The artefacts, some more than 4,000 years old, had been smuggled out of Afghanistan during 1990s civil war.
Hamid Karzai, the Afghan president, says he has accepted the parliament’s decision to dismiss the country’s interior and defence ministers over continued cross-border shelling incidents with Pakistan, but that the two will continue to work in acting roles until he has appointed replacements.
Karzai made his decision following a meeting with his national security team on Sunday, according to a statement from his office.
The parliament voted to remove the pair on Saturday.
Al Jazeera’s Jennifer Glasse, reporting from Kabul, said that Karzai had, in the past, ignored such parliamentary votes.
This had led to a “very challenging relationship with the parliament” for Karzai, she said.
It was unclear how long the two ministers would continue working in their acting capacity, but the statement said that they would be given jobs elsewhere in the government.
Abdul Rahoof Ibrahimi, parliament speaker, said the body had asked the president to “introduce new ministers” after a bitter debate that underscored the problems in store for Karzai’s administration ahead of 2014 presidential elections.
“The Afghan army has sent additional troops and long-range artillery to its mountainous border with Pakistan, as tensions continue to rise over cross-border shelling incidents.
Our correspondent said the parliament would like new ministers in place within 30 days, but that in the past some acting ministers have stayed on for up to 12 months.
What happens to the ministers will “very much reflect the relationship of Hamid Karzai and his parliament”, our correspondent said.
The Afghan military has for months accused the Pakistani army of firing hundreds of rockets into the two eastern provinces of Kunar and Nuristan.
The Afghan government says that the rockets are targeting havens used by anti-state fighters, but that they also force Afghan civilians to flee their homes.
“The defence ministry has reinforced army corps 201 and 203 and has specially created another division from which two battalions have already been sent there,” Abdul Rahim Wardak, the defence minister, told legislators before the vote to remove him.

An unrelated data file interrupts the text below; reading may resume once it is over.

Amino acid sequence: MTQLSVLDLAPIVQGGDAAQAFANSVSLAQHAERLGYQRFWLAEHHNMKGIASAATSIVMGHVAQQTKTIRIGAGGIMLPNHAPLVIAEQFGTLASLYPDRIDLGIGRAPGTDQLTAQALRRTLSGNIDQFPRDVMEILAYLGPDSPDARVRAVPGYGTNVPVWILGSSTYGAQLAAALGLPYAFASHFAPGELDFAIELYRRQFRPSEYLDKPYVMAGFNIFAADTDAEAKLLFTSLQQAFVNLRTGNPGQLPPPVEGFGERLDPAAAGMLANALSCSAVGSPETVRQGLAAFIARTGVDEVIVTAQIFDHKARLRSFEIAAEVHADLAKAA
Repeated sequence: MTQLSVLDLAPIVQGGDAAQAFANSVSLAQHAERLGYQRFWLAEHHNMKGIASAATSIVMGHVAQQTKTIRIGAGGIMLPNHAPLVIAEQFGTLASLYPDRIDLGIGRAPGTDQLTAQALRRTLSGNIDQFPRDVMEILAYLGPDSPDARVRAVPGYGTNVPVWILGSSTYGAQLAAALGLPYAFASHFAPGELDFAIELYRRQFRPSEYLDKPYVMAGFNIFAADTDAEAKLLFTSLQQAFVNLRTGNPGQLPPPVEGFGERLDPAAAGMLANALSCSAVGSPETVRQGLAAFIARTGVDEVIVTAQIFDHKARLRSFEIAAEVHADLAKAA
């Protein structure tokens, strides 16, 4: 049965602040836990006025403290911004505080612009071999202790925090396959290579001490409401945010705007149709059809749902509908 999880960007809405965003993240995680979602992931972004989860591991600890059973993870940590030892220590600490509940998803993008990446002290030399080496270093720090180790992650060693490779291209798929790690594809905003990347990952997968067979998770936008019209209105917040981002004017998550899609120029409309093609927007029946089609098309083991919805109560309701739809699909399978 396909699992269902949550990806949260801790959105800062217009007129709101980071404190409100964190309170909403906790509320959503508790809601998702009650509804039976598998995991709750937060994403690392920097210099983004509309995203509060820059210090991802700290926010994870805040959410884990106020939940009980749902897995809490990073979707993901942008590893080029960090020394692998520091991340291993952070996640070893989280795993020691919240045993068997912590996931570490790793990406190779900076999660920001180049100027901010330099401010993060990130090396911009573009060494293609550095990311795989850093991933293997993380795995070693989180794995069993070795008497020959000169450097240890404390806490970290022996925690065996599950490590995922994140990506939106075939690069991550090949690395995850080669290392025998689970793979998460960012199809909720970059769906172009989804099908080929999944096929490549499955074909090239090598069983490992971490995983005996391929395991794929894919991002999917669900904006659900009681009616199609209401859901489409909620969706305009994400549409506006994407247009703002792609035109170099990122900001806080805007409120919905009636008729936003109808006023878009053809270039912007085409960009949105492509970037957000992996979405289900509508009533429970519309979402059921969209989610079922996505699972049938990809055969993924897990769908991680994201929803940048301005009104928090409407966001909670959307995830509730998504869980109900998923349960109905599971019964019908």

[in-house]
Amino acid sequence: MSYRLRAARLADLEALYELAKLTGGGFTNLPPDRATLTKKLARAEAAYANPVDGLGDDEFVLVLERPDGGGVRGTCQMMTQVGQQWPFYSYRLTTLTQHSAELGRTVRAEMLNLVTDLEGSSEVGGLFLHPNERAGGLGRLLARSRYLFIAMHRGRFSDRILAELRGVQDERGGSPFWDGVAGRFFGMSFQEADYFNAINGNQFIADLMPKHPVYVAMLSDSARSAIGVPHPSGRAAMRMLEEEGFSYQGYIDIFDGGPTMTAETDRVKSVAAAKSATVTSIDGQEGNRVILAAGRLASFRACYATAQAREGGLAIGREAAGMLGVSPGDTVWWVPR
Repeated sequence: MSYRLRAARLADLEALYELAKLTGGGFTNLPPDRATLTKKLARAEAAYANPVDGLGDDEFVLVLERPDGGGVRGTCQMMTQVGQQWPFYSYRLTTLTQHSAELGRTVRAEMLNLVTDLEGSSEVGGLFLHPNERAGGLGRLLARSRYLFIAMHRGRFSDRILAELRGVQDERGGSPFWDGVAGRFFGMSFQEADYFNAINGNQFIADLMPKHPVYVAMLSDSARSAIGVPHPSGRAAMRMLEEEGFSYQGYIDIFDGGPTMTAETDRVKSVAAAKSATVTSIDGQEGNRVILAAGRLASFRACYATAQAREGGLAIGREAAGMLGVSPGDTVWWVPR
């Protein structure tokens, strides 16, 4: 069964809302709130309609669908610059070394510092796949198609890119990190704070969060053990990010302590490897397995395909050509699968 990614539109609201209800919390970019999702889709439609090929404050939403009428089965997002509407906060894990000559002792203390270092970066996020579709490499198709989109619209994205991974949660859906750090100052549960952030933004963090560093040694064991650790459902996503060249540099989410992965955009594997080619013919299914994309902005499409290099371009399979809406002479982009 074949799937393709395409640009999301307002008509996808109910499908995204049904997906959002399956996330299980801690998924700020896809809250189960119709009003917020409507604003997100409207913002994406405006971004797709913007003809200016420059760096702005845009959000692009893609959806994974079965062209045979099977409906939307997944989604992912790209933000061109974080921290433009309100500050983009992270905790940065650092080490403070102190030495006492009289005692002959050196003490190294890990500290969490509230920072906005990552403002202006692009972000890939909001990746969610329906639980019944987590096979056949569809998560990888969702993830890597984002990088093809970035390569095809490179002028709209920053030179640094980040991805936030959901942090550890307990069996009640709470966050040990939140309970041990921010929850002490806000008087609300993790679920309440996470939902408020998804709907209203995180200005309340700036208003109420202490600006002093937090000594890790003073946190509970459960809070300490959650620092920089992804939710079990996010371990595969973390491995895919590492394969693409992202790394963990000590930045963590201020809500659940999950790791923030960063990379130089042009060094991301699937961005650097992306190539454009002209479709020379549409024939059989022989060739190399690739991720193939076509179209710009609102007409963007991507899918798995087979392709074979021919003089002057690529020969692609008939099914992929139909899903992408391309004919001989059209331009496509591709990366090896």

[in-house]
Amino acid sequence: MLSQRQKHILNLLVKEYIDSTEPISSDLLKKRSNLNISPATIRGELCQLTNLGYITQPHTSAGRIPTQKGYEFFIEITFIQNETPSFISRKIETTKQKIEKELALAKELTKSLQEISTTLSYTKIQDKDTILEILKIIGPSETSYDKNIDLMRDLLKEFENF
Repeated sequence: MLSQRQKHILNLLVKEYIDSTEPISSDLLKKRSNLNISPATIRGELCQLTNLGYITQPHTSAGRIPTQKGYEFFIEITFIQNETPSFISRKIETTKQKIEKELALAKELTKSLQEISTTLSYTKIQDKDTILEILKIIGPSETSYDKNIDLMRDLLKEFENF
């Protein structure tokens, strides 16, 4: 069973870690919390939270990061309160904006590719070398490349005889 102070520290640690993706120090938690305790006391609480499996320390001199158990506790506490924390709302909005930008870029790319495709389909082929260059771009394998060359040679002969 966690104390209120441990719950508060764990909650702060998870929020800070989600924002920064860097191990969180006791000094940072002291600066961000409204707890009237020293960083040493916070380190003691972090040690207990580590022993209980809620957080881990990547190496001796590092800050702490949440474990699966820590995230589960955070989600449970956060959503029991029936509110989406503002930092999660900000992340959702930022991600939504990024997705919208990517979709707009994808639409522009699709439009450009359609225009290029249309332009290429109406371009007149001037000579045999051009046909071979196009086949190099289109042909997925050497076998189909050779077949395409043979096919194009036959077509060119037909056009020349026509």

“We have also sent long-range artillery and ammunition for use by all army corps,” Wardak said, adding that some artillery was being specially refurbished for the eastern border.
Afghanistan’s foreign ministry summoned the Pakistani ambassador in Kabul last week, warning him that continued shelling would damage already fragile bilateral ties.
Pakistan’s military has rejected the Afghan accusation, saying that it only fires rockets in retaliation to fire received from anti-state fighters.
It says that that members of the Tehreek-e-Taliban Pakistan use safe havens in Afghan territory to launch attacks against Pakistani army posts.
Bismillah Mohammadi, the interior minister, was summoned along with Wardak to explain the government’s response to the cross-border shelling.
Mohammadi showed several pictures of exploded 155mm rocket casings to MPs and told them they should have “no doubt in your minds” that they were fired by Pakistani soldiers.
“It’s impossible to say that Taliban are involved because these rockets are only in possession of the Pakistan army,” Mohammadi said.
After hearing their defence, the parliament voted 146 to 72 on the no-confidence motion against Wardak, and 126 to 90 against Mohammadi. Both measures needed 124 votes to pass.
Earlier this week, Afghanistan’s spy chief Rahmatullah Nabil said the Pakistani military had fired over 2,100 rockets in the last four months into several districts, with most landing in Kunar and some in less-populated Nuristan.
Foreign troops are now transitioning security responsibility to the 350,000-strong Afghan security forces as NATO-led forces look to withdraw from the unpopular war by the end 2014.